« ZurückWeiter »
“ The King drinks !'
And—thus is Twelfth-night spent in France.
“ L'HIVER. Epiphany.-- Old Christmas-day.
Les Divertissements du Roi-boit.
Loin dicy mille soins facheux,
Que porte avec soy la coronne ; It is only in certain rural parts of Celle quá table Bacchus donne France that the merriments represented Ne fit jamais de malheureux." above still prevail. The engraving is from an old print, “ J. Marriette ex.” This print may be regarded a faithful nscribed as in the next column.
picture of the almost obsolen usage.
During the holidays, and especially on moment, until when “the master's chair" Twelfth-night, school-boys dismiss " the is only “ remembered to be forgotten." cares and the fears” of academic rule; or There is entire suspension of the authothey are regarded but as a passing cloud, rity of that class, by whom the name o: intercepting only for an instant the sun- Busby” is venerated, till “Black Mon. shine of joy wherewith their sports are day” arrives, and chaises and stages conbrightened.' Gerund-grinding and pars- vey the young Christmas-keepers to the ing are usually prepared for a: the last “ seat of government."
The name of Busby!—not the musical morning, fell asleep in his memento ; and doctor, but a late magisterial doctor of West- when he awoke, added,
with a loud voice, minster school-celebrated for severe dis- The king drinketh.” This mal-apropos cipline, is a "word of fear” to all living exclamation must have proceeded from a who know his fame! It is perpetuated foreign ecclesiastic: we have no account by an engraved representation of his of the ceremony to which it refers having chair, said to have been designed by sir prevailed in merry England. Peter Lily, and presented by that artist to king Charles II. The arms, and each
An excellent pen-and-ink picture of arm, are appalling ; and the import of the
Merry England"* represents honest other devices are, or ought to be, known by
old Froissart, the French chronicler, as every tyro. Every prudent person lays in stores before they are wanted, and Dr. saying of some English in his time, 'that Busby's chair may as well be “ in the fashion of their country;" whereon the
“they amused themselves sadly after the house” on Twelfth-day as on any other ; not as a mirth-spoiler, but as a subject They have indeed a way of their own.
portrayer of Merry England observes, which we know to-day that we have“ by Their mirth is a relaxation from gravity, us," whereon to inquire and discuss at a
a challenge to ‘Dull Care' to be gone;' more convenient season. Dr. Busby was
and one is not always clear at first, whea severe, but not an ill-natured man. It
ther the appeal is successful. The cloud is related of him and one of his scholars, that during the doctor's absence from his may still hang on the brow; the ice may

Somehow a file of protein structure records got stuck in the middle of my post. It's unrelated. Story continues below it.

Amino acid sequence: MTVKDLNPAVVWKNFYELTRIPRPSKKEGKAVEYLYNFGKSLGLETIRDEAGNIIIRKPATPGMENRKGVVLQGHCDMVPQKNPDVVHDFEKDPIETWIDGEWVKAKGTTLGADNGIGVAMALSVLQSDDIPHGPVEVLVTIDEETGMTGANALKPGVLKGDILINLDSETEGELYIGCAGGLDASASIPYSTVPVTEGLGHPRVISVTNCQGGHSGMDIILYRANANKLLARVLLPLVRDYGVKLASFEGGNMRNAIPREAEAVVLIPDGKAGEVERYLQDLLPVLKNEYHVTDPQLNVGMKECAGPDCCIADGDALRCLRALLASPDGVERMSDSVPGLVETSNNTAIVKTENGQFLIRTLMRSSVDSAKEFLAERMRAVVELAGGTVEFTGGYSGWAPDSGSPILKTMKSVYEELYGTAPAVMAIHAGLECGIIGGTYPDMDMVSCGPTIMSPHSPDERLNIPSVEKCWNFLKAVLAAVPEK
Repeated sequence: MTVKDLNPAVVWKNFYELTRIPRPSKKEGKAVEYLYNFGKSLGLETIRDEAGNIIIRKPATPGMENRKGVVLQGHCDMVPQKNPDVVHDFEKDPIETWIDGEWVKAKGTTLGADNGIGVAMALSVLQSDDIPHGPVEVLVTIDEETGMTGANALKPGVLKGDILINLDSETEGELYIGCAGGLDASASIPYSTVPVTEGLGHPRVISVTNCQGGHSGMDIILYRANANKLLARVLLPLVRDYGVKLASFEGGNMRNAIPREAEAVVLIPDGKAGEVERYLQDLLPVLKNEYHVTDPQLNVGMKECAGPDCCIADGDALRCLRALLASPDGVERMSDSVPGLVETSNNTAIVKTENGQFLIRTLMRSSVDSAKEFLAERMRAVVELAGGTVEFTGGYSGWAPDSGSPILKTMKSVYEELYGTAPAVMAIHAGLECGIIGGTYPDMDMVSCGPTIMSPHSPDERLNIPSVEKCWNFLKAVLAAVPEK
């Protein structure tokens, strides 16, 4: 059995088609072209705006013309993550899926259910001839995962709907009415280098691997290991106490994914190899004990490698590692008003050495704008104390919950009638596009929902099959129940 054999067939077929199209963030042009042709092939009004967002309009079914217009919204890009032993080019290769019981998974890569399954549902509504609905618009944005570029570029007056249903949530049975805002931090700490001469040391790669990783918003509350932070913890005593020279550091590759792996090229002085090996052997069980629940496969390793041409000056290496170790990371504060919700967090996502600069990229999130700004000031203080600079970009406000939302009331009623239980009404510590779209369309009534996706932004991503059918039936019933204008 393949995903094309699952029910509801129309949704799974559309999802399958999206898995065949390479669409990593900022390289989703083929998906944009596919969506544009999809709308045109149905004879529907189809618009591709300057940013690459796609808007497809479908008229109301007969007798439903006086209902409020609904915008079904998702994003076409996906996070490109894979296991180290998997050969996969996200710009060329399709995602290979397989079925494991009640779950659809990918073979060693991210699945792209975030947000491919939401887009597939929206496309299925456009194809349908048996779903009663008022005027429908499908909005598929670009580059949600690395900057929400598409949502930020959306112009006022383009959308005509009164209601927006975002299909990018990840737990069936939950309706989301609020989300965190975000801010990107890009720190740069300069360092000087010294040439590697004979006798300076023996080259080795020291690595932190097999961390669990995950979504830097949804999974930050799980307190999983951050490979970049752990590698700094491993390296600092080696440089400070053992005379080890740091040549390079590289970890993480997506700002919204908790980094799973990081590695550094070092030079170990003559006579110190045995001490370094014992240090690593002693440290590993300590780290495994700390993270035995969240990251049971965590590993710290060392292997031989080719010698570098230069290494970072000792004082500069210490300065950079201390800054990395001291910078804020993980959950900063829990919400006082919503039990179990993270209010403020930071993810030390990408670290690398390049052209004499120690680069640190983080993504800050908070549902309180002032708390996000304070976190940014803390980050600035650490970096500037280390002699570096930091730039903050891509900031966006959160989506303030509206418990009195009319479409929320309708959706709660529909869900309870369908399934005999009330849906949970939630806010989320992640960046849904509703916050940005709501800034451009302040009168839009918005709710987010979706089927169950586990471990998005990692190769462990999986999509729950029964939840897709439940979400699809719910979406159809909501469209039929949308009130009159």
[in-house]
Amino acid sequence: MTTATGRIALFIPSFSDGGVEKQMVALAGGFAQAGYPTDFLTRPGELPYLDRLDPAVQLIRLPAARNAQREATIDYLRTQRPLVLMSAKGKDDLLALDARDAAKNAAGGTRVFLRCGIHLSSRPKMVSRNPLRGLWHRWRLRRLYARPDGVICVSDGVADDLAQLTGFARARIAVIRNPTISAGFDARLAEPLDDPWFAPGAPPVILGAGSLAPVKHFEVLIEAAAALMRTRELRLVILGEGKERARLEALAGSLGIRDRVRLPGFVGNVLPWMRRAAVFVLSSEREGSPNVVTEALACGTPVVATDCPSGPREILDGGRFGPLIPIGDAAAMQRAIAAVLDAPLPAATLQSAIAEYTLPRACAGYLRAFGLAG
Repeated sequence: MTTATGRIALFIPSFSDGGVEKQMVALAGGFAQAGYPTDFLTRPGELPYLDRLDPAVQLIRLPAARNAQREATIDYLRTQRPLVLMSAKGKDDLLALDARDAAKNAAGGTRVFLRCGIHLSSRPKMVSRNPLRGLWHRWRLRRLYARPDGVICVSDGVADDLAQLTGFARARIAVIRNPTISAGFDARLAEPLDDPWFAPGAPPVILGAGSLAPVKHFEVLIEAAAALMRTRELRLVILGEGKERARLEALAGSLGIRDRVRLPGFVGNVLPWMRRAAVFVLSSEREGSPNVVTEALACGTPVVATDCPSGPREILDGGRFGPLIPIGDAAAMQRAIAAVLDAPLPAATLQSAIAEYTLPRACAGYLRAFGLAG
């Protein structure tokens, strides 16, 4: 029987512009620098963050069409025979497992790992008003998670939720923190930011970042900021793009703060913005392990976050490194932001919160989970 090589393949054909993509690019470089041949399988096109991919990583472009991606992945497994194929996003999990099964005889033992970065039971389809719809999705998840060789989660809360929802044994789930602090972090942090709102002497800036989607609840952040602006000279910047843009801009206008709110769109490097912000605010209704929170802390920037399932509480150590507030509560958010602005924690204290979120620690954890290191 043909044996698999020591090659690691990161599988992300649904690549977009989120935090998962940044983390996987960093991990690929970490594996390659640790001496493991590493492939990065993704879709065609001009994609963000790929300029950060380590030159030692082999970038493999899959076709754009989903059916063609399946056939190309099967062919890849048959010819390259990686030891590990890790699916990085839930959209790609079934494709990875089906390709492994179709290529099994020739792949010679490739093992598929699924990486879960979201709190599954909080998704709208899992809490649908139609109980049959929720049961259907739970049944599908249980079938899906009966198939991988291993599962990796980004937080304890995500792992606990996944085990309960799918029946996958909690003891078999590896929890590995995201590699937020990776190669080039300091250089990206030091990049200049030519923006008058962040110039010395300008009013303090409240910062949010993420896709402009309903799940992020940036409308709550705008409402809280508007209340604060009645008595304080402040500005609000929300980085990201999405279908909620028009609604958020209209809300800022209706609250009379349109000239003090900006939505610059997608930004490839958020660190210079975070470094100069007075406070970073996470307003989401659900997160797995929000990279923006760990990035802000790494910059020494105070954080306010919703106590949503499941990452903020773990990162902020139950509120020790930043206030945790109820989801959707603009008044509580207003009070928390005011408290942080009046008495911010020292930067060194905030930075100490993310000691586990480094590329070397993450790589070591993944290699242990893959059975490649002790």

not thaw at once. To help them out in study, the boy found some plums in it,
their new character is an act of charity. and being moved by lickerishness, began to eat some ; first, however, he waggishly is something to begin with. They do not
Any thing short of hanging or drowning cried out, “ I publish the banns of matri
enter into their amusements the less mony between my mouth and these
doggedly because they may plague others. plums ; if any here present know just
They like a thing the better for hitting cause or impediment why they should not
arap on the knuckles, for making their be united, you are to declare it, or here
blood tingle. They do not dance or after hold your peace;" and then he ate. But the doctor had overheard the procla
sing, but they make good cheer- eat, mation, and said nothing till the next fonder of field-sports, Christmas gambols,
drink, and are merry. No people are morning, when causing the boy to be “ brought up," and disposed for punish- hunt-the-slipper, hot-cockles, and snap
or practical jests. Blindman's - buff,
, ment, he grasped the well-known instrument, and said, “I publish the banns of full of laughable surprises and
dragon, are all approved English games,
hairmatrimony between this rod and this boy: if any of you know just cause or impedi
breadth 'scapes,' and serve to amuse the
winter fireside after the roast beef and ment why they should not be united, you plum-pudding, the spiced ale and roasted are to declare it.”—The boy himself call- crab, thrown (hissing-hot) into the foam
“I forbid the banns !" what cause ?" inquired the doctor. “Be- the puppet) is not, I fear, of English ori
ing tankard. Punch (not the liquor, but cause," said the boy,“ the parties are not gin; but there is no place, I take it, where agreed !” The doctor enjoyed the vali- he finds himself more at home or meets a dity of the objection urged by the boy's
more joyous welcome, where he collects wit, and the ceremony was not performed. This is an instance of Dr. Busby's admi: greater crowds at the corners of streets, ration of talent: and let us hope, in be- cheeks wider, or where the bangs and